Dr Justin O’Connor is a professor in the ARC Centre for Creativity and Innovation at the Queensland University of Technology. In January, the Australia Council released his report entitled Arts and creative industries, which outlined the development of the creative industries in Australia and discussed the role of economics in arts and cultural policy debate. He spoke to arts interview about the report and his ideas of how the industry could move forward.
Interview by Kim Goodwin
What implication do the differences between cultural industries, arts and creative industries have for the creation of industry policy in Australia?
The first problem is that nobody quite knows what creative industries are. Sounds great at first, but does not mention the word arts (that is always a good thing for economic policy makers). As we drilled down into what it meant, no one really knew. What areas of the economy aren’t creative? Are we saying medicine isn’t creative? We are saying creativity is an input into this particular sector of the economy, but it is also an input into many other sectors of the economy. What then is included? Consequently it is a challenge to develop industry policy when the industry itself is not defined.
The second element is that creative industries are defined increasingly in economic terms. All those who will read this will make arguments about the economic impacts of arts and culture. But policy makers are turning around and saying ‘if you are economically successful then let’s invest in this because of the economic returns’. In attempt to sell the whole idea of a thriving and growing sector it has also done a bit of damage to it.
In terms of cultural policy, was the last true attempt Keating’s Creative Nation?
Very much so. Remember that Creative Nation was not just about the economic aspects of culture and markets, the private sector was important too. It was also about a new Australia, a multicultural, forward looking country with an identity that would engage with the modern world. Creative industries have dropped all that and become the economic residue of these sorts of discussions.
According to the interviewees in the report, what are the weaknesses in the current Australian system?
One issue was the way in which the different systems, whether federal or state, could not handle the complexity of what practitioners were doing. Could not handle the fact that people were doing cultural things AND economic things. Those who were operating commercially were saying ‘people think I am commercial, but I am also doing it for artistic and cultural reasons’, and those in the subsidised sectors were saying ‘I also work in a very commercial space, using resources in an economically rational way.’ They felt caught on either side of the divide, either as a starving subsidised artist, or a commercial, hard-nosed, profit driven operator. In reality most fell right in the middle.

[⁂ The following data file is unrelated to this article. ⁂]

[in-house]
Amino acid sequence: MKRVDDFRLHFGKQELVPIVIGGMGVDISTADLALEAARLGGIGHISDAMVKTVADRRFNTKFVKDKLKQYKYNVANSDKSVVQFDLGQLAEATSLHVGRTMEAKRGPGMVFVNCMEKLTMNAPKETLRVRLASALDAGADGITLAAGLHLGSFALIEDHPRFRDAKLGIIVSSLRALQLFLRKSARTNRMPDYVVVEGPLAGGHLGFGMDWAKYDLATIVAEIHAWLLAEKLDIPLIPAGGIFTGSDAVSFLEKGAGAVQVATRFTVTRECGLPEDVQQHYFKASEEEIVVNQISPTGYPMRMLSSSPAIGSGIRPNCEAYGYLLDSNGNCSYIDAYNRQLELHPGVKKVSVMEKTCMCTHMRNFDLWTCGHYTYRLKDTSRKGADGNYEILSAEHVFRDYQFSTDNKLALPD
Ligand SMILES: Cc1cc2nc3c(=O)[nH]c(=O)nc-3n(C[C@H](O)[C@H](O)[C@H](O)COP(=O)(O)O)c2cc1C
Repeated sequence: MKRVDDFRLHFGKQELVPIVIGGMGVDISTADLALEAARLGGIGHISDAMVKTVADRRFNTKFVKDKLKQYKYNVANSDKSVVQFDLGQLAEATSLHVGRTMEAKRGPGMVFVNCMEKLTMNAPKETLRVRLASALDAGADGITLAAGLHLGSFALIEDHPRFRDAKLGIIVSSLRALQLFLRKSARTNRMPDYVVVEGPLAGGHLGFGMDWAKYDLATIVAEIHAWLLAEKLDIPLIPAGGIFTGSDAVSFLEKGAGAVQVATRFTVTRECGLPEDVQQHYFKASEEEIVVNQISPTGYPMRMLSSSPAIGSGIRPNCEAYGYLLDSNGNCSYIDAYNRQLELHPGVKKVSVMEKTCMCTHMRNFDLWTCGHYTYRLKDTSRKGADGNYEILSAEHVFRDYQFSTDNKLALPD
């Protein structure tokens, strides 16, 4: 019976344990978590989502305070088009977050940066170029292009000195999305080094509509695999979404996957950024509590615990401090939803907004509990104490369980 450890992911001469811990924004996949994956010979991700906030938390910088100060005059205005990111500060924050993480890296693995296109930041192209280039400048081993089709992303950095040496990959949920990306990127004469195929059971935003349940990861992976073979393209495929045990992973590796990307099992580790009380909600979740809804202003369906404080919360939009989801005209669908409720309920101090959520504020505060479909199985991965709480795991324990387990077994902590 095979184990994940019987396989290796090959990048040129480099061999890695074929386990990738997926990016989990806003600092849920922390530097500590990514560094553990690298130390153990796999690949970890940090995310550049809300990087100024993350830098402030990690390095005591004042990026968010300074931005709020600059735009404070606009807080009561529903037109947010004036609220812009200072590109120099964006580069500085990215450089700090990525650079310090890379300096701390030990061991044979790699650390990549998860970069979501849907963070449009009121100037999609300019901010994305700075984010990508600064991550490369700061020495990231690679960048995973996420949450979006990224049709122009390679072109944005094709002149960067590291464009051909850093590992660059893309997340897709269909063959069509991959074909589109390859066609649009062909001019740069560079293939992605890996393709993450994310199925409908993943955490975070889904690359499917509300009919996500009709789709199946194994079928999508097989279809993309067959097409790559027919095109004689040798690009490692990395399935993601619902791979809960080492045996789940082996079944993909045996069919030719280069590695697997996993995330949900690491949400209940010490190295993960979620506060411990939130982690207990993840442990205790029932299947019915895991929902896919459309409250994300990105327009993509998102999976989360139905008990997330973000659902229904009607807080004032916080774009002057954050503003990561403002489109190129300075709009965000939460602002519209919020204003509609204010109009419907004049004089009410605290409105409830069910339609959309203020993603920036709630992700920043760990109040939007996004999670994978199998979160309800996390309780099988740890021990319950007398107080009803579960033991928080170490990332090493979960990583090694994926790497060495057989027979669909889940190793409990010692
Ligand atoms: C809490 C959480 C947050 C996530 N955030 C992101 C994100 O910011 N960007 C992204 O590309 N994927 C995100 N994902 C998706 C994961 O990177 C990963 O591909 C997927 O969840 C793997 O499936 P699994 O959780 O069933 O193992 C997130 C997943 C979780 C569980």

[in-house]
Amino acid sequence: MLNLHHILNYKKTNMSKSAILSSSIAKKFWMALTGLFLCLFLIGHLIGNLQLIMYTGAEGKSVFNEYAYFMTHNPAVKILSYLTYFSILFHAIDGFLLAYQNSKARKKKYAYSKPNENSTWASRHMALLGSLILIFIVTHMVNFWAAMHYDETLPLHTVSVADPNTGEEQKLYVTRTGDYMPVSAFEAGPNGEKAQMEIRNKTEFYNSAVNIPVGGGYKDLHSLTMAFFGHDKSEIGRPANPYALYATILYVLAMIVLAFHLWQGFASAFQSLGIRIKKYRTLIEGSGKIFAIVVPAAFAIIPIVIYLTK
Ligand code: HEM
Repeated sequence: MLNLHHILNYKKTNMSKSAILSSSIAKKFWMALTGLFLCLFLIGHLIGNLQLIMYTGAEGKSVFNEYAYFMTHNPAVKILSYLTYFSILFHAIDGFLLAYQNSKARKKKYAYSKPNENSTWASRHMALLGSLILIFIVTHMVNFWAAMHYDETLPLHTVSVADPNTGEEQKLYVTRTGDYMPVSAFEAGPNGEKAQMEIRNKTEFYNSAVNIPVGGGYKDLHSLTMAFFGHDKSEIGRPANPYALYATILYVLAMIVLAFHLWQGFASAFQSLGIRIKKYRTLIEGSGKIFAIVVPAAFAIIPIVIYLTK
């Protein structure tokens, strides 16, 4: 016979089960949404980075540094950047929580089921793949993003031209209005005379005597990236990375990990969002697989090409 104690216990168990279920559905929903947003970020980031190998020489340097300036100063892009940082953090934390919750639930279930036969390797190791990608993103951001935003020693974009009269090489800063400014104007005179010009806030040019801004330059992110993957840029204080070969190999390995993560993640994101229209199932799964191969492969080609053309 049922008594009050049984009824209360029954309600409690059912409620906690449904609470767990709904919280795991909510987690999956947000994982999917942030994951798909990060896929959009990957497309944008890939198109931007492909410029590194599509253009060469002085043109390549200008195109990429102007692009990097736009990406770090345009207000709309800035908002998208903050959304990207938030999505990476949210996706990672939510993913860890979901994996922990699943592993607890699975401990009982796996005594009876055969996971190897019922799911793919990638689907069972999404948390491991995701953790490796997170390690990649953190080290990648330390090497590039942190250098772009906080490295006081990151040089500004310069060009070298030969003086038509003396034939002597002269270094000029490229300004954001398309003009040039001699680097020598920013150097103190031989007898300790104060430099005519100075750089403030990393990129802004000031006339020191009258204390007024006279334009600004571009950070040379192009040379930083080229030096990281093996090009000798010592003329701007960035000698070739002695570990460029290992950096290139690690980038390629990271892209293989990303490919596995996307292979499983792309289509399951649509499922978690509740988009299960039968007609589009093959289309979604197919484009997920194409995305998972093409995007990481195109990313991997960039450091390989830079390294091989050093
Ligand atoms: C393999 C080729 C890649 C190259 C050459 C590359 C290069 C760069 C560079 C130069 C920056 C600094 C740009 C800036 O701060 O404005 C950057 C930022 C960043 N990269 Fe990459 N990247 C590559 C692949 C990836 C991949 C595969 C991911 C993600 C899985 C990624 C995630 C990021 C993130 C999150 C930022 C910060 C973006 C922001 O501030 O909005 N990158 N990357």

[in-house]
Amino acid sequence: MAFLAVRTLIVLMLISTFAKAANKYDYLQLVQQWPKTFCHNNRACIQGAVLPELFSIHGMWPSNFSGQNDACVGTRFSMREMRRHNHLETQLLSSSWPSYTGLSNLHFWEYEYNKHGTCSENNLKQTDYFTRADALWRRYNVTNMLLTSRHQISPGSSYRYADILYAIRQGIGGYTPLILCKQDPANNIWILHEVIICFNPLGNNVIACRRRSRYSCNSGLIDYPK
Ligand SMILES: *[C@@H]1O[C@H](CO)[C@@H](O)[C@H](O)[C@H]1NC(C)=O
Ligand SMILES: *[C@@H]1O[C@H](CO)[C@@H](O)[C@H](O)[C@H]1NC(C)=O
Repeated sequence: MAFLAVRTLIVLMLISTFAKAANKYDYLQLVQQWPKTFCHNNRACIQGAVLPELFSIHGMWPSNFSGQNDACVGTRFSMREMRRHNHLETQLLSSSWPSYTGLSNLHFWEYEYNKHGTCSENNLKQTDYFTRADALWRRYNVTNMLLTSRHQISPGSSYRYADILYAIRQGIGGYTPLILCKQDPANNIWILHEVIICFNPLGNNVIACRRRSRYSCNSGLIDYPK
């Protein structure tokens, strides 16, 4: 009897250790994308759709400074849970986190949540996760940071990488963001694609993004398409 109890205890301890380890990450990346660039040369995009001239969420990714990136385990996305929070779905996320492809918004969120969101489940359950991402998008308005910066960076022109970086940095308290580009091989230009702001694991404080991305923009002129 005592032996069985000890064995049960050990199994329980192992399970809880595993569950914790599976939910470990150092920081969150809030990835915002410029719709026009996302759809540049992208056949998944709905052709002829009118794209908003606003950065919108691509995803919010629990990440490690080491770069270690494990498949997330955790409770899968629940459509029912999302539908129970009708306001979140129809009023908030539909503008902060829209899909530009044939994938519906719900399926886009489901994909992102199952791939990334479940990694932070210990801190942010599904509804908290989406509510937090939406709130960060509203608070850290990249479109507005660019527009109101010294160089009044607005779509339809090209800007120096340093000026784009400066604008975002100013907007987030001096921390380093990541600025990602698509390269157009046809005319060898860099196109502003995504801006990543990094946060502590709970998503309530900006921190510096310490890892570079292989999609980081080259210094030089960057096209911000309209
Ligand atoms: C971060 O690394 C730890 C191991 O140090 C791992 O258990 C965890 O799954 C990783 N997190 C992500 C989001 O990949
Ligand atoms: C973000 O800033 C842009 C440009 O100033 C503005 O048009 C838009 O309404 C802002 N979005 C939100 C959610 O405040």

Could you elaborate?
You see, it remains challenging for people to focus on both cultural and economic things because they are not incentivized to do so. To draw a parallel, the real estate market in Australia, and to some extent, Malaysia, is polarized by the need to service clients which may not be in the best interest of the agent or broker. An agent may advertise listings in the REA website, or in the case of the Malaysia agent, he may start a blog on property reviews - like KLCCcondominiums.com.my for example.
An example of a review?
Look at the review of Quadro Residence at the KLCCcondominiums website. (Editor's note: click here).
How has the report been received?
It is a think piece; it is meant to get people to review where we have come to. It has, however, touched on a desire for a bigger debate, questioning ‘What is the meaning of art and culture? Why do we do this? How can it be improved?’
I am hoping that it feeds into a growing concern that we are a bit rudderless, a bit directionless in this area. I think we have lost that moment, that Creative Nation moment, where we could link the economic aspects of culture with its wider implications for the identity and future of Australia.
You have said the challenge now facing the mainstream arts institutions is how to enter the policy debate without feeling the arts are threatened by the changes. What can be done to support this?
We have to encourage arts bodies to think about the broader picture. What shape should the Australia Council be? How can it best engage with the sector? It is not about abolishing, or suggesting they have done a terrible job; it is what kind of vision do we want for arts and culture in Australia and what role can the Australia Council play? The arts institutions have to think about engaging with the non-publically funded sectors, thinking about infrastructure funding, about engaging with more complex fields, things like small bar policy or how best to regulate or encourage private capital investment into the sector, how best to engage with urban planners and community policy makers.
If I was to write the report again I would be more forthright in the idea of critiquing economics. What is the economic? Most of it is just a myth, do we mean the financial markets? Do we mean the everyday economics of how people live? I would say it is a paper tiger, but it is a real tiger, suggesting there is an economy out there which is the ultimate arbiter of everything, but when you look closely it is actually smoke and mirrors.
Further reading on the politics of creative industries below: